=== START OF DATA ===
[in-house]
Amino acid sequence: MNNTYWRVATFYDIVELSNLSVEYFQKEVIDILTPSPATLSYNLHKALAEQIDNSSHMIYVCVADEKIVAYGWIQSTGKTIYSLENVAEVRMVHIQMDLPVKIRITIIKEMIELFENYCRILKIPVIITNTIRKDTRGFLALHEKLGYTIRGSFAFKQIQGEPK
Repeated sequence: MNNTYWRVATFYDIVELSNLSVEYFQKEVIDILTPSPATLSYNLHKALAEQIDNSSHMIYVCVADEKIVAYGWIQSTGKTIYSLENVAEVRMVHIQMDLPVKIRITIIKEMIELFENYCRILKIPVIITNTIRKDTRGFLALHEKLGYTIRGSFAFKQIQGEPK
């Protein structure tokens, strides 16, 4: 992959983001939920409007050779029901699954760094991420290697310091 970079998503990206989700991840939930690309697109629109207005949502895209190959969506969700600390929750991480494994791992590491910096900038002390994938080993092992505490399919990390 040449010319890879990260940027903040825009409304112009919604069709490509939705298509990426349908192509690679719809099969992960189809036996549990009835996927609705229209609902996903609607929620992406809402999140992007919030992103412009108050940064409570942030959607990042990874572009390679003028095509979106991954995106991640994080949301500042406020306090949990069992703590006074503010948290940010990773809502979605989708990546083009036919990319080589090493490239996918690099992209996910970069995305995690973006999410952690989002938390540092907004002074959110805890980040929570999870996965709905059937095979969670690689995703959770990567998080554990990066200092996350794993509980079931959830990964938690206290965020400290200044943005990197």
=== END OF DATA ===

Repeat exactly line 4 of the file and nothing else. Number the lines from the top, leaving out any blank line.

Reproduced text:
């Protein structure tokens, strides 16, 4: 992959983001939920409007050779029901699954760094991420290697310091 970079998503990206989700991840939930690309697109629109207005949502895209190959969506969700600390929750991480494994791992590491910096900038002390994938080993092992505490399919990390 040449010319890879990260940027903040825009409304112009919604069709490509939705298509990426349908192509690679719809099969992960189809036996549990009835996927609705229209609902996903609607929620992406809402999140992007919030992103412009108050940064409570942030959607990042990874572009390679003028095509979106991954995106991640994080949301500042406020306090949990069992703590006074503010948290940010990773809502979605989708990546083009036919990319080589090493490239996918690099992209996910970069995305995690973006999410952690989002938390540092907004002074959110805890980040929570999870996965709905059937095979969670690689995703959770990567998080554990990066200092996350794993509980079931959830990964938690206290965020400290200044943005990197």